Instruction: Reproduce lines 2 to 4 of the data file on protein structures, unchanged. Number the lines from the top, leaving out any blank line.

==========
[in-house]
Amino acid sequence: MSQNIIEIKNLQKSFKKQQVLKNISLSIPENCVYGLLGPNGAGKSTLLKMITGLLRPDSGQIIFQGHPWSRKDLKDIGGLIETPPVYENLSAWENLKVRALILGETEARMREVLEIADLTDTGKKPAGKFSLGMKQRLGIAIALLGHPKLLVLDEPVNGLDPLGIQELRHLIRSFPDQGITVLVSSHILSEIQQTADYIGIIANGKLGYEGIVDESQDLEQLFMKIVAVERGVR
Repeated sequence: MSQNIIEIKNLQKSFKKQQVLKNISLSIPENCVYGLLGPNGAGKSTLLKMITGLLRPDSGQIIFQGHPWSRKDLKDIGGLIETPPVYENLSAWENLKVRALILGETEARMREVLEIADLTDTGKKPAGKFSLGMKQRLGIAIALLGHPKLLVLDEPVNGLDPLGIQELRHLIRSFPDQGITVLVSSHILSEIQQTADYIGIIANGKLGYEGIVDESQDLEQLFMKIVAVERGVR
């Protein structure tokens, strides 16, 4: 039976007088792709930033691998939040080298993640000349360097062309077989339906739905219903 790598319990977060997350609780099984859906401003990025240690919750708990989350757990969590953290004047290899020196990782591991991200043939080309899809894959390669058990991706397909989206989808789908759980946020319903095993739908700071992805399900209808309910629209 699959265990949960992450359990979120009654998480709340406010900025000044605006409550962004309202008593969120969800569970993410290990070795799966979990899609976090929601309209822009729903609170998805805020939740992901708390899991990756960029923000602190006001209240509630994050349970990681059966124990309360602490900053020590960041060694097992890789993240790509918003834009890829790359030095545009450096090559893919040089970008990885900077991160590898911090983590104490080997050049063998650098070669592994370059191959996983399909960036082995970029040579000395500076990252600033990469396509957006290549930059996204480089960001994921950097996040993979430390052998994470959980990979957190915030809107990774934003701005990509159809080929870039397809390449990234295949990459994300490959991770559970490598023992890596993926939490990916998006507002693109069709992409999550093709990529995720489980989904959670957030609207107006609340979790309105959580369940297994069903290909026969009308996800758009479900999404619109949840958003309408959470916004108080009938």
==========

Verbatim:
Amino acid sequence: MSQNIIEIKNLQKSFKKQQVLKNISLSIPENCVYGLLGPNGAGKSTLLKMITGLLRPDSGQIIFQGHPWSRKDLKDIGGLIETPPVYENLSAWENLKVRALILGETEARMREVLEIADLTDTGKKPAGKFSLGMKQRLGIAIALLGHPKLLVLDEPVNGLDPLGIQELRHLIRSFPDQGITVLVSSHILSEIQQTADYIGIIANGKLGYEGIVDESQDLEQLFMKIVAVERGVR
Repeated sequence: MSQNIIEIKNLQKSFKKQQVLKNISLSIPENCVYGLLGPNGAGKSTLLKMITGLLRPDSGQIIFQGHPWSRKDLKDIGGLIETPPVYENLSAWENLKVRALILGETEARMREVLEIADLTDTGKKPAGKFSLGMKQRLGIAIALLGHPKLLVLDEPVNGLDPLGIQELRHLIRSFPDQGITVLVSSHILSEIQQTADYIGIIANGKLGYEGIVDESQDLEQLFMKIVAVERGVR
């Protein structure tokens, strides 16, 4: 039976007088792709930033691998939040080298993640000349360097062309077989339906739905219903 790598319990977060997350609780099984859906401003990025240690919750708990989350757990969590953290004047290899020196990782591991991200043939080309899809894959390669058990991706397909989206989808789908759980946020319903095993739908700071992805399900209808309910629209 699959265990949960992450359990979120009654998480709340406010900025000044605006409550962004309202008593969120969800569970993410290990070795799966979990899609976090929601309209822009729903609170998805805020939740992901708390899991990756960029923000602190006001209240509630994050349970990681059966124990309360602490900053020590960041060694097992890789993240790509918003834009890829790359030095545009450096090559893919040089970008990885900077991160590898911090983590104490080997050049063998650098070669592994370059191959996983399909960036082995970029040579000395500076990252600033990469396509957006290549930059996204480089960001994921950097996040993979430390052998994470959980990979957190915030809107990774934003701005990509159809080929870039397809390449990234295949990459994300490959991770559970490598023992890596993926939490990916998006507002693109069709992409999550093709990529995720489980989904959670957030609207107006609340979790309105959580369940297994069903290909026969009308996800758009479900999404619109949840958003309408959470916004108080009938």